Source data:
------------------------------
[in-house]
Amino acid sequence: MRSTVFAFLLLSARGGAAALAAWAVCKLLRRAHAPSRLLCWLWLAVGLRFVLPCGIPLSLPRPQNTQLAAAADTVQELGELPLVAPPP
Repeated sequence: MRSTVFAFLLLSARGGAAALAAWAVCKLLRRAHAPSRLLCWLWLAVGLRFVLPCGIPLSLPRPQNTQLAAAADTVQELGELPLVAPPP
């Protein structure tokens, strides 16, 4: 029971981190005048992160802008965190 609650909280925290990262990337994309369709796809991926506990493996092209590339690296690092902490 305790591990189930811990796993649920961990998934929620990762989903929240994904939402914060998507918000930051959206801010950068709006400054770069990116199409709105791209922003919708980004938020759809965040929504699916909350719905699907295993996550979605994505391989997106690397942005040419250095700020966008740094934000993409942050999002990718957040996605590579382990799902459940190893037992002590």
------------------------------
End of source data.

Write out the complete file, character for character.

[in-house]
Amino acid sequence: MRSTVFAFLLLSARGGAAALAAWAVCKLLRRAHAPSRLLCWLWLAVGLRFVLPCGIPLSLPRPQNTQLAAAADTVQELGELPLVAPPP
Repeated sequence: MRSTVFAFLLLSARGGAAALAAWAVCKLLRRAHAPSRLLCWLWLAVGLRFVLPCGIPLSLPRPQNTQLAAAADTVQELGELPLVAPPP
């Protein structure tokens, strides 16, 4: 029971981190005048992160802008965190 609650909280925290990262990337994309369709796809991926506990493996092209590339690296690092902490 305790591990189930811990796993649920961990998934929620990762989903929240994904939402914060998507918000930051959206801010950068709006400054770069990116199409709105791209922003919708980004938020759809965040929504699916909350719905699907295993996550979605994505391989997106690397942005040419250095700020966008740094934000993409942050999002990718957040996605590579382990799902459940190893037992002590």